If the traffic was being priced on per GB delivered, at a penny per GB, the value of one customer would be worth $0.25 to Akamai. Multiply that times 3M users and the value of the contract would be worth $750,000 a month. But, Apple doesn’t pay the CDNs based on a per GB delivered model, they pay per Mb/s (95/5). So if you assume that at any given time only 1M of the 3M users will be watching a stream concurrently, with 50% at 3Mbps and 50% at 700Kbps, it means that Apple would be using about 1.5Tb/s. Even at $1 per Mb/s, which is a high price for Apple to pay, the value to Akamai would be $1.5M a month. The numbers get bigger if you calculate them with more than 3M users a month and/or more than 30 hours a month consumed per viewer. But Apple won’t get 3M subs in the first month and there is almost no chance that Apple would give Akamai 100% of the delivery.
Part of the speculation of Akamai’s involvement with Apple on a new OTT service is due to Akamai’s recent earnings call, where the company said that their CAPEX spend would be higher than normal as they added more capacity for OTT video. But Akamai does not break out the percentage of money spent per service and at no time did they say they were adding capacity for a “new” OTT service. All CDNs, including Akamai, don’t keep a ton of extra capacity available just sitting around unused. They operate their networks with a certain level of overflow capacity, but not more than necessary so as not to incur costs for capacity they aren’t using. Akamai could simply be looking at their customers traffic growth and spending money now to put in place the capacity they need for the overall growth of the OTT business for the next 12 months.
Apple’s OTT service will not be a big revenue driver for Akamai or any other CDN right out of the gate. If Apple signs up tens of millions of subscribers and gives a large percentage of the delivery to third-party CDNs like Akamai, then the numbers could start to add up. But Apple would be lucky to get a few million subs, within a few quarters, with what is expected to be such a pared down selection of content available. Based on my calculations, Apple is already spending between $75M-$100M with Akamai this year. So adding a few hundred thousands dollars more a month to that for a new OTT service, or even $1M more per month, it really doesn’t have a big impact on Akamai’s overall numbers.
Frost & Sullivan has just released a new white paper entitled “A Billion Reasons for Inconsistent Mobile Performance and How to Solve for Them“, which is sponsored by and includes data from Twin Prime. Mobile is now the first screen of choice. It’s the most personal device we have had and is rarely a few feet away from us at any given time. Consequently, the gratification amount and user intent is highest on smartphones than any other computing device. However, many times our mobile experience is poor and can be as bad as content not even loading.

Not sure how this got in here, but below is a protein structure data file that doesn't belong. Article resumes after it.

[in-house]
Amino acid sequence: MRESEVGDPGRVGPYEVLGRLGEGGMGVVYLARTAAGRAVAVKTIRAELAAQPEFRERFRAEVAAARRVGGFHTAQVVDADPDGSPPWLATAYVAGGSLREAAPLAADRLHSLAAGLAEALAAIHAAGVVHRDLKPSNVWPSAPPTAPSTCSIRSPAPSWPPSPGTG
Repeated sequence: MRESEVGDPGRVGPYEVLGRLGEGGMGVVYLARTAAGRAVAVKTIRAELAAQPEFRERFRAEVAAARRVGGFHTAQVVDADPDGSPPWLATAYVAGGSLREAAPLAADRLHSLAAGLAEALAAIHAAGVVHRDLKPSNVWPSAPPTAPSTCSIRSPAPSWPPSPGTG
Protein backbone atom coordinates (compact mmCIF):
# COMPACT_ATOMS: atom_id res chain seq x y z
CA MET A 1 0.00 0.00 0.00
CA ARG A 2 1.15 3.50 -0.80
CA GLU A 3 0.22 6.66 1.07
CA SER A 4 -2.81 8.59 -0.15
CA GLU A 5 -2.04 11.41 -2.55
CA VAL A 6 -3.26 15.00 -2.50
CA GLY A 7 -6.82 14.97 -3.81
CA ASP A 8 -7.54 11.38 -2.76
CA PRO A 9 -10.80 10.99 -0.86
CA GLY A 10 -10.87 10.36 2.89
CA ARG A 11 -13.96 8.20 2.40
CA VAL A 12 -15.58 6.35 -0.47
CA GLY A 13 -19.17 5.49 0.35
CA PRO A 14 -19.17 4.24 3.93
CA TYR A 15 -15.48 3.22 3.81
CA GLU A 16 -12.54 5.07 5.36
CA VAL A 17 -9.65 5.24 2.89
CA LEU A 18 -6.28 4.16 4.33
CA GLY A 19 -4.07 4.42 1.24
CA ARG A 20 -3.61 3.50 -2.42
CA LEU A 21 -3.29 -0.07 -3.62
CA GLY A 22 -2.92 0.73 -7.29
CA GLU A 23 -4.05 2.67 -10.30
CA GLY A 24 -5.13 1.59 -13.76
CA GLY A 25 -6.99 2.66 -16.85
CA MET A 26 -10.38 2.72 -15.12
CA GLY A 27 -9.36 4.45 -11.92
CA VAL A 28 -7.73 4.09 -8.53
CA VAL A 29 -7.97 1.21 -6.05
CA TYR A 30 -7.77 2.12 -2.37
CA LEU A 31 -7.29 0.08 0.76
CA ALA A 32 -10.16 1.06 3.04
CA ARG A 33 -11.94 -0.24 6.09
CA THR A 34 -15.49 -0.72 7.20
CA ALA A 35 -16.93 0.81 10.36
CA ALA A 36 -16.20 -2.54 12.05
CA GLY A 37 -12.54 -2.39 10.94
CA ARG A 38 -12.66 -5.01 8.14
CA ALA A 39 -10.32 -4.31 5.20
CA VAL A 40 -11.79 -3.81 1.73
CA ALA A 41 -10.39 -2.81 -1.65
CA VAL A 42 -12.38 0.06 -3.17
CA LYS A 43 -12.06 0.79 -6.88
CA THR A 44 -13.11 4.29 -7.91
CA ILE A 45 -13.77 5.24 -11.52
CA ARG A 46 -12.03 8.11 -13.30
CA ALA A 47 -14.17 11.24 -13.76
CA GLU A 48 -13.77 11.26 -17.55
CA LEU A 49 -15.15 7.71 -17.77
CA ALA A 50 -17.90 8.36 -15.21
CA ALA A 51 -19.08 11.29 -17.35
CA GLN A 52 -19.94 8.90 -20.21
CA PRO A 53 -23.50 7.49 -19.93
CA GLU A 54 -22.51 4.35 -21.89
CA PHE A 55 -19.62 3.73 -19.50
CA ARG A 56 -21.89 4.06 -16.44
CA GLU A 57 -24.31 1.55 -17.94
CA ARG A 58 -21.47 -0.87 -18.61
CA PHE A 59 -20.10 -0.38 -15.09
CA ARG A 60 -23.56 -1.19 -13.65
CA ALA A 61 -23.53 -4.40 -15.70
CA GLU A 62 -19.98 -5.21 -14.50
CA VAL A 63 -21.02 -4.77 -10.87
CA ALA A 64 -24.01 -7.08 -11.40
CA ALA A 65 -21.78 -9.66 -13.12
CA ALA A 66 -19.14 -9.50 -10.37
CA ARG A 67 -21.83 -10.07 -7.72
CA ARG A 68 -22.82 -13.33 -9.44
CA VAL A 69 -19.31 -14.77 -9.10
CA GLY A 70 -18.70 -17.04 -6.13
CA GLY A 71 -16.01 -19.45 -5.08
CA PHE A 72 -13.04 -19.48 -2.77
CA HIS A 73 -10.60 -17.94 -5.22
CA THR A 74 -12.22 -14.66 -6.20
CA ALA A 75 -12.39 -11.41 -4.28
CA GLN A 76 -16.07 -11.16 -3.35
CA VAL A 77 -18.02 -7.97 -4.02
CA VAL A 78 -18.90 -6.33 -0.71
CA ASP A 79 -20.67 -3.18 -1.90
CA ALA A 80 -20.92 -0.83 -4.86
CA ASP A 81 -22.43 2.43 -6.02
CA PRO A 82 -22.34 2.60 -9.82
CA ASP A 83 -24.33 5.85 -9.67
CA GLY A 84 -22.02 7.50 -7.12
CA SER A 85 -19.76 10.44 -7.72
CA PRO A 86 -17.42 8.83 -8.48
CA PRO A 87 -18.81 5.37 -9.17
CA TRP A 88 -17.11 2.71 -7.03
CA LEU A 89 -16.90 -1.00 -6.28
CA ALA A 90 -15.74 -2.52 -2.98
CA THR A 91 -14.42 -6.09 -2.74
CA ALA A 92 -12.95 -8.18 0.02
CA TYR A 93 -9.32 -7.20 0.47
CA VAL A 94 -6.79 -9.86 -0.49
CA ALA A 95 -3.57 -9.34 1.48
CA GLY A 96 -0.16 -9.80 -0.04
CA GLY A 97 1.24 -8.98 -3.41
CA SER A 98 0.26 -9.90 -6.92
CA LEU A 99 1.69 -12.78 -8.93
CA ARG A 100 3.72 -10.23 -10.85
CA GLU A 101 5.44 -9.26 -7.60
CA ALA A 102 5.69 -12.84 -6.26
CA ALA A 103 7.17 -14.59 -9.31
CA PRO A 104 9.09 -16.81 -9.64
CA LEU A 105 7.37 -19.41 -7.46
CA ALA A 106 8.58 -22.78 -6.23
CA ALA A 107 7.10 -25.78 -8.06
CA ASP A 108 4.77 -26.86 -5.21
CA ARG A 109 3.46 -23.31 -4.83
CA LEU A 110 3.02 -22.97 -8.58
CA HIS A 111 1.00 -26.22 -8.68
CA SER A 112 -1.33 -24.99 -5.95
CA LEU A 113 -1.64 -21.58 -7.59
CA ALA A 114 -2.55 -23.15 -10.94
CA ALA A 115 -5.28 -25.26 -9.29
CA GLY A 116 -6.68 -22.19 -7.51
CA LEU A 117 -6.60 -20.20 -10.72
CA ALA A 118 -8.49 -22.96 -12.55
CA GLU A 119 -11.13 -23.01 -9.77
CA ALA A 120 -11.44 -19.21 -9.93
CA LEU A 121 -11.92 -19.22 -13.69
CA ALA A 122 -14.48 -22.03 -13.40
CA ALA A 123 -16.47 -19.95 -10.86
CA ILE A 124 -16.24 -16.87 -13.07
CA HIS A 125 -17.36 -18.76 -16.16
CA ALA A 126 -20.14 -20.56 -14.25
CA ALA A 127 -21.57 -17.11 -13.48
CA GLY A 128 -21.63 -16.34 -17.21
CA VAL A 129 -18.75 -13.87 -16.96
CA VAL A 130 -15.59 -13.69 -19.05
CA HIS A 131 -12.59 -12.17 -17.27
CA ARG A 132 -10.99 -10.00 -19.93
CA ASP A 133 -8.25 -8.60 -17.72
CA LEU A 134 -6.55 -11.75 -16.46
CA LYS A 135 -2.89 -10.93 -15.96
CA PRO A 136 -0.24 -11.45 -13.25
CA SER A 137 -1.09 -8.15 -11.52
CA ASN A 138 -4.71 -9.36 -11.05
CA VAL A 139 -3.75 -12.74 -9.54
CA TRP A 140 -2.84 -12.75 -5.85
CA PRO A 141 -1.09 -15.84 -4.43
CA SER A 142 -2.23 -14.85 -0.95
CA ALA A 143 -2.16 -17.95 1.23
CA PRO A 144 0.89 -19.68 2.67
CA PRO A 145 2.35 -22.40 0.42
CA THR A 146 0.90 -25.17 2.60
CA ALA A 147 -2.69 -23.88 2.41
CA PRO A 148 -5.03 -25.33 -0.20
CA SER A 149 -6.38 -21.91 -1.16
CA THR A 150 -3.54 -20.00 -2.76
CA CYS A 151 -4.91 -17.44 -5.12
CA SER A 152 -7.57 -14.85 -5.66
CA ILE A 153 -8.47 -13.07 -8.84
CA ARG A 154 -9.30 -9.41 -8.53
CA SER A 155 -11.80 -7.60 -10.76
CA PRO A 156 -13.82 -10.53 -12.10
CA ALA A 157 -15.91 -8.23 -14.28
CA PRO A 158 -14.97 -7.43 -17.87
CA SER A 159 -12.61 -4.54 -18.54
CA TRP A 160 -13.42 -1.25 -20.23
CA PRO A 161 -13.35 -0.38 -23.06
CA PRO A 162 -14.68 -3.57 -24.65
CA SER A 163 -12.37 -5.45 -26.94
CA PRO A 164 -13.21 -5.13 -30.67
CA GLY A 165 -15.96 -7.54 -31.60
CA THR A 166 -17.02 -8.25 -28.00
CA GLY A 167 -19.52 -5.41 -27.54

The key question about mobile performance is why does it continue to suffer? What is it that makes mobile so uniquely different from the desktop/PC world? Mobile networks face many challenges that make it hard to deliver a consistent and rich user experience. These challenges are unique to mobile and include:
- Last-mile latency inordinately affects mobile performance
- Volatility in the wireless last mile trips transport protocols
- Multitude of last-mile networking technologies hinder performance
- Diversity in last mile creates infinite performance scenarios
- Mobile content severely constrains the efficacy of current acceleration solutions
- Current acceleration strategies were built for Web, not mobile apps
- Server-based solutions are insufficient and suboptimal
- It’s not about a new protocol
In every benchmarking study, mobile performance is at least three times as slow as the Web. For example, Keynote Systems reports that today, on average, an m-commerce app/site loads in about 8 seconds on our mobile devices. This compares poorly with 2-second load times for websites. Read more about mobile performance challenges by downloading the white paper for free from Twin Prime’s website.
With two HEVC patent pools now in the market and a third one being formed, the adoption of HEVC as the successor to H.264 is going to start getting very expensive. With that problem in mind, last week Cisco announced a new video codec project they call Thor. Cisco’s goal is to work with others to provide an alternative to HEVC, with the same or better quality, with no royalty required. While Thor is in the very early stages and is not an alternative to HEVC today, Cisco’s vision is to rally others in the industry to contribute to the project and help make higher-quality video cheaper to deploy, without the need for expensive licensing. As Cisco points out, the total costs to license H.265 from the two current pools in the market today (MPEG LA and HEVC Advance) is up to sixteen times more expensive than H.264, per unit. In addition, Sony, Panasonic, Qualcomm, Nokia & Broadcom all have extensive patents around HEVC and aren’t in either pool. Rumors have it some of them are working to form what would be a third patent pool in the market to license their HEVC technology.